The book of Psalms, also known as "the Psalter", a collection of many poems and hymns from ancient Israel and Judah.

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Is there an allusion to Psalm 22 in John 19:30, ‘It is finished’?

The allusions to Psalm 22 in the Gospel accounts of Jesus' crucifixion are well-known and have been discussed on BH.SE on several occasions. I recently ran across the claim (e.g. in a blog and a JETS ...
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Does Psalm 72:13 mean “lives” or “souls?”

Young's Literal Translation and KJV say in Psalm 72:13 that Solomon will save the "souls" of the needy. Revised Standard Version Catholic Edition, NIV say Solomon will "save the needy from death." ...
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Psalms superscripts: completion or choirmaster?

Many (56) of the Greek Psalms begin (in what is the superscript in English on most chapters, not represented at all in a few): Εἰς τὸ τέλος. This is a mystery to me. The NETS translates it, ...
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Are the divine name and its contracted form somehow unique or are they truly inter-changeable?

According to Strongs H3050, there are 48 occurrences in the Hebrew Bible where God's name is rendered as יָהּ (Yah). Most of these are found in the Psalms. This suggests it is a poetic form. ...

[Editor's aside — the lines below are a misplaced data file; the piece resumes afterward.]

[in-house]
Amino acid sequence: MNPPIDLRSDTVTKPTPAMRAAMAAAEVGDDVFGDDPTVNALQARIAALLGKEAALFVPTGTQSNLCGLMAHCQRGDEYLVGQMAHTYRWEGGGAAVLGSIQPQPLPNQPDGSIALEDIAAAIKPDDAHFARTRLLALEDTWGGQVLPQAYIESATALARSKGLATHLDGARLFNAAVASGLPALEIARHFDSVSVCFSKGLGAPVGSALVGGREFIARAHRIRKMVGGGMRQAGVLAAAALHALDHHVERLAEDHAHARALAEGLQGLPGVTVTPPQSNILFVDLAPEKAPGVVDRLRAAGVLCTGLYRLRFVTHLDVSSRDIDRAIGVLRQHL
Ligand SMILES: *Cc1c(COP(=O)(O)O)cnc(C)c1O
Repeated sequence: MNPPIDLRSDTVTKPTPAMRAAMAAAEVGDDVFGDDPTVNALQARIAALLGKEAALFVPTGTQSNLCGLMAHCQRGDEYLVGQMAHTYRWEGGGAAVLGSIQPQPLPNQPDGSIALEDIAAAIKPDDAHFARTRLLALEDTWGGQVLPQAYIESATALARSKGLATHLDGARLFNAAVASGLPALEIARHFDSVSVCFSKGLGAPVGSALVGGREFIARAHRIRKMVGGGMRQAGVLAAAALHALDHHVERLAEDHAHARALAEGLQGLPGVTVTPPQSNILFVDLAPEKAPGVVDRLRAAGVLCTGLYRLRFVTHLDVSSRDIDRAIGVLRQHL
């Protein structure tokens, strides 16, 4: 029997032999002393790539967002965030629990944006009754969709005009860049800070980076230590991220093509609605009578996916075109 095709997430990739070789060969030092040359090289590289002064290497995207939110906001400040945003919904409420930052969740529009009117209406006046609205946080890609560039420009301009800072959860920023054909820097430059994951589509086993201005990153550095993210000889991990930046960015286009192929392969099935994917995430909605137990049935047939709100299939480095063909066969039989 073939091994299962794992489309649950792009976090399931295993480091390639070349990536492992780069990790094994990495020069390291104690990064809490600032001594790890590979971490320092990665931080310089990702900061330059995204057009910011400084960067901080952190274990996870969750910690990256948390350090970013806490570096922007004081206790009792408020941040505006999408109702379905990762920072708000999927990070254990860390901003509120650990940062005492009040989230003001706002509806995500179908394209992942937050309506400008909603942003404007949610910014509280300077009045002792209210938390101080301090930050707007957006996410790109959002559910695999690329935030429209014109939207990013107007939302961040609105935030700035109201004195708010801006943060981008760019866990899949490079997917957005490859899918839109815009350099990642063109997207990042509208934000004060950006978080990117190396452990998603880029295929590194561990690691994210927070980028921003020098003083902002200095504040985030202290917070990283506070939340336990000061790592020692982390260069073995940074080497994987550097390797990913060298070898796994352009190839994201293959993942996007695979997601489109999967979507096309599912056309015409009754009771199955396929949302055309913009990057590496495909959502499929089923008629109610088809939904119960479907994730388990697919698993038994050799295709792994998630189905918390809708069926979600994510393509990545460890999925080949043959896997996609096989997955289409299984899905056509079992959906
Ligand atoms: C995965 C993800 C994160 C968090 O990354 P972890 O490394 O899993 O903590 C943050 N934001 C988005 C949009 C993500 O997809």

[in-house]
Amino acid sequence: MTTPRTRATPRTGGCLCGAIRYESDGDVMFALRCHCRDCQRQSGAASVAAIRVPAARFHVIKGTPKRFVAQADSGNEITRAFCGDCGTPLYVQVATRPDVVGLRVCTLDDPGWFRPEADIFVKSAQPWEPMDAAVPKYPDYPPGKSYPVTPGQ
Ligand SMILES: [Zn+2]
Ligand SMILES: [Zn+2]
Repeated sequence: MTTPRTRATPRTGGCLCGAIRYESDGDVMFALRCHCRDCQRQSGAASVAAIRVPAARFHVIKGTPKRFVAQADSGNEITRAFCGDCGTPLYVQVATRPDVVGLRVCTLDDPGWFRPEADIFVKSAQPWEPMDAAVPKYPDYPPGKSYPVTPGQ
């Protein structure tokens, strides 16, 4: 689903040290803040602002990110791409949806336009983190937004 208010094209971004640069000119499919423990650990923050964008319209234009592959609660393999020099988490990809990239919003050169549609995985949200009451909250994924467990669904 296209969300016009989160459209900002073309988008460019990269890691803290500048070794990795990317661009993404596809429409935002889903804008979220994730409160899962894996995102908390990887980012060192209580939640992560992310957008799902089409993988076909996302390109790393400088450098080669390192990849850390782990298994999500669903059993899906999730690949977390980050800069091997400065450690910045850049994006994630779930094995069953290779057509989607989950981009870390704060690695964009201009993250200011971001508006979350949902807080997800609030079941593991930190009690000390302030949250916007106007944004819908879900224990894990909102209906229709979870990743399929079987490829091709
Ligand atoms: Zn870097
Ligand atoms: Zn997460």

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How does the rod in the 23rd Psalm relate to David - is it used to punish or chastise him?

Elsewhere in the Bible there are Proverbs that warn, "spare the rod and spoil the child." Evidently the rod in this context is used to chastise, to correct. When the Psalm mentions "Thy rod and Thy ...
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Psalm 72: “he will …” vs. “may he…”

The NET rendition Psalm 72 differs from most modern translations in translating most verbs in Psalm 72 as future indicative – "he will" – rather than jussive – "may he". For ...
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"My shield is with God”?

Psalm 7:10(11)1a: ‏מָֽגִנִּ֥י עַל־אֱלֹהִ֑ים (BHS) My shield is with God (ESV) Elsewhere God is described as being one’s shield (2 Sam 22:3 // Ps 18:3; Ps 28:7) but with feels odd. It’s also ...
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“For the sake of your ḥesed” in the Psalms

Psalm 6:5[4]:1 ‏שׁוּבָה יְהוָה חַלְּצָה נַפְשִׁ֑י הוֹשִׁיעֵנִי לְמַעַן חַסְדֶּֽךָ׃ (BHS) Turn, LORD, and deliver me;       save me because of your unfailing ...
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Is there some problem with God as rock in the LXX Psalms?

The Greek Psalms often (always?) change out “rock” for something non-metaphorical when it refers to God. For instance, Psalm 18:46(27)a: The LORD lives, and blessed be my rock (ṣûrî). In the LXX ...
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Is there a general way to know if a psalm or prophecy is talking about a tribe, a person or a mythical beast?

For example: You rule the raging sea; you still its swelling waves. You crush Rahab with a mortal blow; with your strong arm you scatter your foes. Yours are the heavens, yours the ...